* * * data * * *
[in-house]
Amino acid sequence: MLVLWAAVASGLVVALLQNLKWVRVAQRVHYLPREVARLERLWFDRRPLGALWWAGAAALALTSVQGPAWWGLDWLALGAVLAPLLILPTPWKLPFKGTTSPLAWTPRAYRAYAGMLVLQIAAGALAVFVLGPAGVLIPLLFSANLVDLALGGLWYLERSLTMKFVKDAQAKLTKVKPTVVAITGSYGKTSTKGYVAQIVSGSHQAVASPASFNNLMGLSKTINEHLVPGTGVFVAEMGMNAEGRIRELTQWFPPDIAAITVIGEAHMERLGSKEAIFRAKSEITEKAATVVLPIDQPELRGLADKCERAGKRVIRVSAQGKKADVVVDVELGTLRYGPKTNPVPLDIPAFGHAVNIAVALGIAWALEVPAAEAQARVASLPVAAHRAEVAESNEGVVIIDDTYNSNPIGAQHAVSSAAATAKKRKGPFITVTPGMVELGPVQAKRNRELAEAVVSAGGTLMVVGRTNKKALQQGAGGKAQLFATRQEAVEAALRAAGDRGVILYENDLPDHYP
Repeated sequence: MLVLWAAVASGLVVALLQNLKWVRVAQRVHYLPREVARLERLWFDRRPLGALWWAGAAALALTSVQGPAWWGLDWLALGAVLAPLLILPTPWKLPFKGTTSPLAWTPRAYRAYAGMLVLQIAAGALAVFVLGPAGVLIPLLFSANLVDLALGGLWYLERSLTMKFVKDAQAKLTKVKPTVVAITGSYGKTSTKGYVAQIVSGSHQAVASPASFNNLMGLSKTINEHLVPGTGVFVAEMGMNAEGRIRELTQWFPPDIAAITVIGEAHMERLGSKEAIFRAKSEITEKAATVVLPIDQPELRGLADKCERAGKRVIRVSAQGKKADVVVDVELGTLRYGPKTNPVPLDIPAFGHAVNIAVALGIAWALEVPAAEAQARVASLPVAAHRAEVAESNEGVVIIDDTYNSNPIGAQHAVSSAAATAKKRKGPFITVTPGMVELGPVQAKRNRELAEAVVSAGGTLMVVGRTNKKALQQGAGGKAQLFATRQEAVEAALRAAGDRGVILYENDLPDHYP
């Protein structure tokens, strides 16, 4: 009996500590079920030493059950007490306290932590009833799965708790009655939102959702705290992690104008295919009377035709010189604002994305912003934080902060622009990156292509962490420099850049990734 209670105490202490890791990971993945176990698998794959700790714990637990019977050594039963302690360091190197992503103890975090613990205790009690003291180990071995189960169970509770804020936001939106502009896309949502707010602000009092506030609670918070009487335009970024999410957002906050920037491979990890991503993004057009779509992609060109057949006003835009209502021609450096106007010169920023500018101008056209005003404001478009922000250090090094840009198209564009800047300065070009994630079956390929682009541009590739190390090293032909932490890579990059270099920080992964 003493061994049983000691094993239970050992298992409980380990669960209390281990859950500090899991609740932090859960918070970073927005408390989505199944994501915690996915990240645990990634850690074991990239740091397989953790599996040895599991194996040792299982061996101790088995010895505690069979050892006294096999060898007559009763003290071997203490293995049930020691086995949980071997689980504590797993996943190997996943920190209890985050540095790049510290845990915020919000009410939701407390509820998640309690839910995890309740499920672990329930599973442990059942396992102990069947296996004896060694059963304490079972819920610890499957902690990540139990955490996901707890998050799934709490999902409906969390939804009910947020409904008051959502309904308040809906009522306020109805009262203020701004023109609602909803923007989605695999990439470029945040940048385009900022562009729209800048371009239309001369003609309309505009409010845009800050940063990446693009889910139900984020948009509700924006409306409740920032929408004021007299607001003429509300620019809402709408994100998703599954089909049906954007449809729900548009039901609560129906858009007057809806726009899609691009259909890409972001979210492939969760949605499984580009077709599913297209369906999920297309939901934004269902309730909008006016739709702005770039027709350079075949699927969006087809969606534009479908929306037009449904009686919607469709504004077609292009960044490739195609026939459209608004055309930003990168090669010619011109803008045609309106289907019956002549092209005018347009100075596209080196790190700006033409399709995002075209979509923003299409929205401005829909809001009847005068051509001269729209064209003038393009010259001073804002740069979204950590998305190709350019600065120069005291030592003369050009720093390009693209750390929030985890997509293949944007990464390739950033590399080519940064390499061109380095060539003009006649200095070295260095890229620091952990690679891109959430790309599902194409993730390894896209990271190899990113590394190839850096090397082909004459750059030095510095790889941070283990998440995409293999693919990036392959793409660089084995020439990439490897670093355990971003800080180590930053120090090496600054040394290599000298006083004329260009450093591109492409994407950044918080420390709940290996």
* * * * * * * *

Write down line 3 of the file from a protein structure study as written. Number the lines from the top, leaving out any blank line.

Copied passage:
Repeated sequence: MLVLWAAVASGLVVALLQNLKWVRVAQRVHYLPREVARLERLWFDRRPLGALWWAGAAALALTSVQGPAWWGLDWLALGAVLAPLLILPTPWKLPFKGTTSPLAWTPRAYRAYAGMLVLQIAAGALAVFVLGPAGVLIPLLFSANLVDLALGGLWYLERSLTMKFVKDAQAKLTKVKPTVVAITGSYGKTSTKGYVAQIVSGSHQAVASPASFNNLMGLSKTINEHLVPGTGVFVAEMGMNAEGRIRELTQWFPPDIAAITVIGEAHMERLGSKEAIFRAKSEITEKAATVVLPIDQPELRGLADKCERAGKRVIRVSAQGKKADVVVDVELGTLRYGPKTNPVPLDIPAFGHAVNIAVALGIAWALEVPAAEAQARVASLPVAAHRAEVAESNEGVVIIDDTYNSNPIGAQHAVSSAAATAKKRKGPFITVTPGMVELGPVQAKRNRELAEAVVSAGGTLMVVGRTNKKALQQGAGGKAQLFATRQEAVEAALRAAGDRGVILYENDLPDHYP